Solidarity-based Economy: Answers to Questions on a New Governance
Romain Biever, September 2009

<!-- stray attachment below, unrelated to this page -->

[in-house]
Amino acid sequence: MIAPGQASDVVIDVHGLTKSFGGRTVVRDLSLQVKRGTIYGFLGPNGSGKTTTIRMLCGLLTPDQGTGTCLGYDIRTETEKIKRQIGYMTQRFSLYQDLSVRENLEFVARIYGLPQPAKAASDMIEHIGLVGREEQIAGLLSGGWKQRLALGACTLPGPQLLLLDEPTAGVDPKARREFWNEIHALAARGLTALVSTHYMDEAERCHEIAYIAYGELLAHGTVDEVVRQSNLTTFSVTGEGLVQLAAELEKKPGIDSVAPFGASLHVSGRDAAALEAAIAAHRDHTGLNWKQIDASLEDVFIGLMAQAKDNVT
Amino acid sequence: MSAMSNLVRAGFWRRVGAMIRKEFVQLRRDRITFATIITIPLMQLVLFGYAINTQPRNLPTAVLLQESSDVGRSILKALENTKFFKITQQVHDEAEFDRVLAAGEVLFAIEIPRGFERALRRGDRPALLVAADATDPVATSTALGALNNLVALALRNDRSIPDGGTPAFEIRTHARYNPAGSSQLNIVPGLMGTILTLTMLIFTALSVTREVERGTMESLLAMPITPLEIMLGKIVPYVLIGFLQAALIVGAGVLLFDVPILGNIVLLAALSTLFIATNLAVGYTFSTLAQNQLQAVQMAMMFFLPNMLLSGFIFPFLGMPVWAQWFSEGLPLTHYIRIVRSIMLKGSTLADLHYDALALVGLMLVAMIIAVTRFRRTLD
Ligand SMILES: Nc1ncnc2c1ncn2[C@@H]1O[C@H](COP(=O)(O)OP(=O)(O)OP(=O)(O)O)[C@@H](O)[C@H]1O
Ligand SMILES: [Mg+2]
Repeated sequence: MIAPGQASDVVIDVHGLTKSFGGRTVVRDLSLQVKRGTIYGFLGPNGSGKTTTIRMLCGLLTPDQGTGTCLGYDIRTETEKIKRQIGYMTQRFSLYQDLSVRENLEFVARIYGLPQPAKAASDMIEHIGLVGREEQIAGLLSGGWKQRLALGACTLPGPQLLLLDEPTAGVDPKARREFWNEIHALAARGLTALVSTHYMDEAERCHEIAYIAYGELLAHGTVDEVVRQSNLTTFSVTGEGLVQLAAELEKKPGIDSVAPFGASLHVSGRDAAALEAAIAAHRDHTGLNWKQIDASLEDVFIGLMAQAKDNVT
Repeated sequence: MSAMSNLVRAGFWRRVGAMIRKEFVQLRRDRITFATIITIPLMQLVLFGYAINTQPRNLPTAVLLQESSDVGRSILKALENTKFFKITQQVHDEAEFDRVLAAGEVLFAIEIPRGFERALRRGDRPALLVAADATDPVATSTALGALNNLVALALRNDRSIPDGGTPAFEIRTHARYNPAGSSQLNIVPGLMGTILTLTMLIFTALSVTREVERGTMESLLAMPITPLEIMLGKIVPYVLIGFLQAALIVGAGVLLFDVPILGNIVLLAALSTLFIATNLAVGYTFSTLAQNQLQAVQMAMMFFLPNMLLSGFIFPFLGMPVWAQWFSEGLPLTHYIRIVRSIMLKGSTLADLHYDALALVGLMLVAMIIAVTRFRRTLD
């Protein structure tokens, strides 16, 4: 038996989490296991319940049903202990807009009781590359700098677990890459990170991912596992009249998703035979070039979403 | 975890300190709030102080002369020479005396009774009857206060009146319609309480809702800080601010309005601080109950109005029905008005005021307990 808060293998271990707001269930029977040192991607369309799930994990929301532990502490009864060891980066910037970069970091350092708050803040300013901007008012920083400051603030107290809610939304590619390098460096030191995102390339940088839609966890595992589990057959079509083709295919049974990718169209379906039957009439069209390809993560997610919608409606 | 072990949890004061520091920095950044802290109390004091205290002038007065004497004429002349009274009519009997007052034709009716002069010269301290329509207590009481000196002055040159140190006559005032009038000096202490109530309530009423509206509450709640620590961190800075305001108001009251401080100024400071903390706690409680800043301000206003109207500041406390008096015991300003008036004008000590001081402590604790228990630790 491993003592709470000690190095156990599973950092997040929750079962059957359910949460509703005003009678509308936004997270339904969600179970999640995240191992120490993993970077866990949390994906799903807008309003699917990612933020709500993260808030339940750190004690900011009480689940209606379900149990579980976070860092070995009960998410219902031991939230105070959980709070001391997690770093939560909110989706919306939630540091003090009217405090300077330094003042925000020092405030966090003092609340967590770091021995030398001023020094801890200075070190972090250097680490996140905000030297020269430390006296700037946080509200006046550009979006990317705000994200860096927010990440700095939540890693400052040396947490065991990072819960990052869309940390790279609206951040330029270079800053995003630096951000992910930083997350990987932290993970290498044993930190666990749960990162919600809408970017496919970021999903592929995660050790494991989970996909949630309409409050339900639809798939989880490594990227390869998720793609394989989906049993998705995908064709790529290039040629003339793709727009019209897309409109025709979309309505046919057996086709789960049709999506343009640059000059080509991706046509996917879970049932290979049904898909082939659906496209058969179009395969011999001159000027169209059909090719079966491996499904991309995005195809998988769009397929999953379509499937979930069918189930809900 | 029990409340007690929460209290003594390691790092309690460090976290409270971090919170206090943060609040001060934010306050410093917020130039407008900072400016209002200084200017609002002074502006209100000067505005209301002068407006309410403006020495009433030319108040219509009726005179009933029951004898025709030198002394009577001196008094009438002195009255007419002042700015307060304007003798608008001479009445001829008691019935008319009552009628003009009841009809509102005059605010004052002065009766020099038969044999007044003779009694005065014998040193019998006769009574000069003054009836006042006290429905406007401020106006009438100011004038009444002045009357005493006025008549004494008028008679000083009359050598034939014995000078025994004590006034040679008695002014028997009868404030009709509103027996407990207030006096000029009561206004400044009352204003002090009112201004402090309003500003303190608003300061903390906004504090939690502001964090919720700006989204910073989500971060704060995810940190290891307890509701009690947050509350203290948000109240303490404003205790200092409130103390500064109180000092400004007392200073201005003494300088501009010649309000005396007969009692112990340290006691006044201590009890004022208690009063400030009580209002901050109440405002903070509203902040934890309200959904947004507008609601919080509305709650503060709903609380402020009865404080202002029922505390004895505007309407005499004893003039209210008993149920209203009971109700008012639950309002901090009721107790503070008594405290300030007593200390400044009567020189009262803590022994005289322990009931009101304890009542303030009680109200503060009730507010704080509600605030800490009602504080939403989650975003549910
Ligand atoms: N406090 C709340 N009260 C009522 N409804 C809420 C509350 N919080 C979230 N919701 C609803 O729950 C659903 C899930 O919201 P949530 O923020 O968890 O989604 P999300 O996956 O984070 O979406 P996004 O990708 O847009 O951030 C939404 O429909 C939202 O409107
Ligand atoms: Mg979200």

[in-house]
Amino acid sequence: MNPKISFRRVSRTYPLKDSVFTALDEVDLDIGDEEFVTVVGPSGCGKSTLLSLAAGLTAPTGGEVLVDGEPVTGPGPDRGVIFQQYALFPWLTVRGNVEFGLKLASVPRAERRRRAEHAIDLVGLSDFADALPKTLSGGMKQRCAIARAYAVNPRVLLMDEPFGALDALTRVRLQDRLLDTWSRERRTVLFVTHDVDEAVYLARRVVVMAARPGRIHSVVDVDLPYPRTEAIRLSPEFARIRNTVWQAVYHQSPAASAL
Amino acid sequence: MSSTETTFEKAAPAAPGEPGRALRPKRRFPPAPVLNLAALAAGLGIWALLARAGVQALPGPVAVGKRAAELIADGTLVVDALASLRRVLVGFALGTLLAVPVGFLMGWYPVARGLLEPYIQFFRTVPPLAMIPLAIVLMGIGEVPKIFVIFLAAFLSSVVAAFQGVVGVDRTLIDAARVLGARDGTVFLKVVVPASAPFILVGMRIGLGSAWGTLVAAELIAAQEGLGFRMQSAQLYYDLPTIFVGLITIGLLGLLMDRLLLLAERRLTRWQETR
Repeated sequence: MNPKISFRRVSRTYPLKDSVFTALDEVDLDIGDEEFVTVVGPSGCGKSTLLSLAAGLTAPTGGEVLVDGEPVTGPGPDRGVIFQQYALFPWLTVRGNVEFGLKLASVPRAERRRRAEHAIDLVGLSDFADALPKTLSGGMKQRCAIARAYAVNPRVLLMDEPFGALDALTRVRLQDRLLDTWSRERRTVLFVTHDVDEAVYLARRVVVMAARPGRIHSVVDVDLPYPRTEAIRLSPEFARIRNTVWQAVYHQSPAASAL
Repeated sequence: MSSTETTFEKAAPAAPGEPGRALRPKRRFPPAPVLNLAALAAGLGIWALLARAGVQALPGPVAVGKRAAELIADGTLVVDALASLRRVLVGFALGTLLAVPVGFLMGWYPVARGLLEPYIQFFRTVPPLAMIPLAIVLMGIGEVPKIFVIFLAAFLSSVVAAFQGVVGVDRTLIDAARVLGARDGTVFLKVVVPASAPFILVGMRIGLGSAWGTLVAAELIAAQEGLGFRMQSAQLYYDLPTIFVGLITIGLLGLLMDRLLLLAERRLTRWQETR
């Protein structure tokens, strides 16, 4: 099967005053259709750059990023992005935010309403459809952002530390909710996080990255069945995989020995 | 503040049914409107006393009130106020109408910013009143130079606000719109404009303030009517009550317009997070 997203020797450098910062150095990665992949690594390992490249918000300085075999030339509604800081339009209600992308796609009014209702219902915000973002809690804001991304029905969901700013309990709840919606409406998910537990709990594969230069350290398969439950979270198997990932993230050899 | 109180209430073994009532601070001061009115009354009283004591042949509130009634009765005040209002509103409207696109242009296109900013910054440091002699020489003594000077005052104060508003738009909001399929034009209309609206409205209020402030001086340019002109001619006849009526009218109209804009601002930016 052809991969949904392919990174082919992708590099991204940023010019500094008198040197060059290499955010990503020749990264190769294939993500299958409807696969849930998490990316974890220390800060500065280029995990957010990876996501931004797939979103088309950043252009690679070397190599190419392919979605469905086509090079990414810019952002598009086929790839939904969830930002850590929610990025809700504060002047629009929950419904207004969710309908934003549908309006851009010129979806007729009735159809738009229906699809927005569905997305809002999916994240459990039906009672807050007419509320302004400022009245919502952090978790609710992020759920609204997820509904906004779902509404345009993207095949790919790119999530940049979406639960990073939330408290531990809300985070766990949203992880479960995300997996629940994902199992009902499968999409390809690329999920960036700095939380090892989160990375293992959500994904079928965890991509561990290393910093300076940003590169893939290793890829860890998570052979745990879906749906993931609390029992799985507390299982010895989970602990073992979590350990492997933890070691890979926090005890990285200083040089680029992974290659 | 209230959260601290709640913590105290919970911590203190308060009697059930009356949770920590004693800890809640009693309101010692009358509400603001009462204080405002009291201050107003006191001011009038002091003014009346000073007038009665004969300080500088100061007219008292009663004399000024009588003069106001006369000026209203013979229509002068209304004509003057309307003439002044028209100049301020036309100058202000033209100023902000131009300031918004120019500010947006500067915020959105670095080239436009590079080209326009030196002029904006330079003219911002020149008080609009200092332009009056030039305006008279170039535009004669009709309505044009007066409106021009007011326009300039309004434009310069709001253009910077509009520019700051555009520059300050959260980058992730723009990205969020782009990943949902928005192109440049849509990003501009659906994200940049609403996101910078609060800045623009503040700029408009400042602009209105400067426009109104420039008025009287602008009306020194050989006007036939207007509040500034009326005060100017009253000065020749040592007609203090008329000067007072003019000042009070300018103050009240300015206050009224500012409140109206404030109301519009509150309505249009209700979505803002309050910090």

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Governance is a political issue. In our democratic society, it deals with shared responsibility, different decision-making levels, and even with the contribution of the civil society to the proposal and decision-making process. Representative democracy is not called to question; instead, attention is focussed on the shortcomings of that system. Economy can no longer be satisfactorily organised along the lines of the nation-state or of Europe as a political power for the good of the general public. In this connection, history shows that enterprises gained increasingly in importance in the course of the industrialisation age, and as multinationals, ultimately becoming real policymakers. The accompanying momentum entails that such multinationals are geared only to the expansion of their power and the control of any kind of competition, i.e. alternatives, without taking the real needs of people into consideration. They become not only a state within a state, but they also lever out any democratic mechanisms. To get these mechanisms to function properly again so as to be able to enter the real age of the knowledge society, the construct of the corporation must be replaced by the concept of territory. A modern society must consequently put its territory, its setting, centre stage of economic activity as the point of departure for the production of goods and services, so as to be geared to the real needs of people.